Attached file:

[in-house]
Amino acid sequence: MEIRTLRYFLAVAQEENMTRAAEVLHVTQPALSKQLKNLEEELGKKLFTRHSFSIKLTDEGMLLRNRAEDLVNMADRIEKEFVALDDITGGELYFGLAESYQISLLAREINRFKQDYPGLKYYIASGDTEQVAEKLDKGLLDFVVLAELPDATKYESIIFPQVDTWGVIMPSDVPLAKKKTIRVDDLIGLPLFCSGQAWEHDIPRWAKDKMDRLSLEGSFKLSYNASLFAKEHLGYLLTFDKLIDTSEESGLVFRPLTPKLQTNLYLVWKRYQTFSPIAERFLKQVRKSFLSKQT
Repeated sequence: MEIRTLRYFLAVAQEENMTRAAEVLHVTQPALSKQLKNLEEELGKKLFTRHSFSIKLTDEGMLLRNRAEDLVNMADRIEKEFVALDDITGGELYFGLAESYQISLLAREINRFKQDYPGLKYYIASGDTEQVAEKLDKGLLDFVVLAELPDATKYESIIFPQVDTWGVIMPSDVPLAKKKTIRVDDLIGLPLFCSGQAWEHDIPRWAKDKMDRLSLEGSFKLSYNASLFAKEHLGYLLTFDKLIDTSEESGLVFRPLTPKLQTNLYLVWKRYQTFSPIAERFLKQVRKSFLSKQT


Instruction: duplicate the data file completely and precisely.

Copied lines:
[in-house]
Amino acid sequence: MEIRTLRYFLAVAQEENMTRAAEVLHVTQPALSKQLKNLEEELGKKLFTRHSFSIKLTDEGMLLRNRAEDLVNMADRIEKEFVALDDITGGELYFGLAESYQISLLAREINRFKQDYPGLKYYIASGDTEQVAEKLDKGLLDFVVLAELPDATKYESIIFPQVDTWGVIMPSDVPLAKKKTIRVDDLIGLPLFCSGQAWEHDIPRWAKDKMDRLSLEGSFKLSYNASLFAKEHLGYLLTFDKLIDTSEESGLVFRPLTPKLQTNLYLVWKRYQTFSPIAERFLKQVRKSFLSKQT
Repeated sequence: MEIRTLRYFLAVAQEENMTRAAEVLHVTQPALSKQLKNLEEELGKKLFTRHSFSIKLTDEGMLLRNRAEDLVNMADRIEKEFVALDDITGGELYFGLAESYQISLLAREINRFKQDYPGLKYYIASGDTEQVAEKLDKGLLDFVVLAELPDATKYESIIFPQVDTWGVIMPSDVPLAKKKTIRVDDLIGLPLFCSGQAWEHDIPRWAKDKMDRLSLEGSFKLSYNASLFAKEHLGYLLTFDKLIDTSEESGLVFRPLTPKLQTNLYLVWKRYQTFSPIAERFLKQVRKSFLSKQT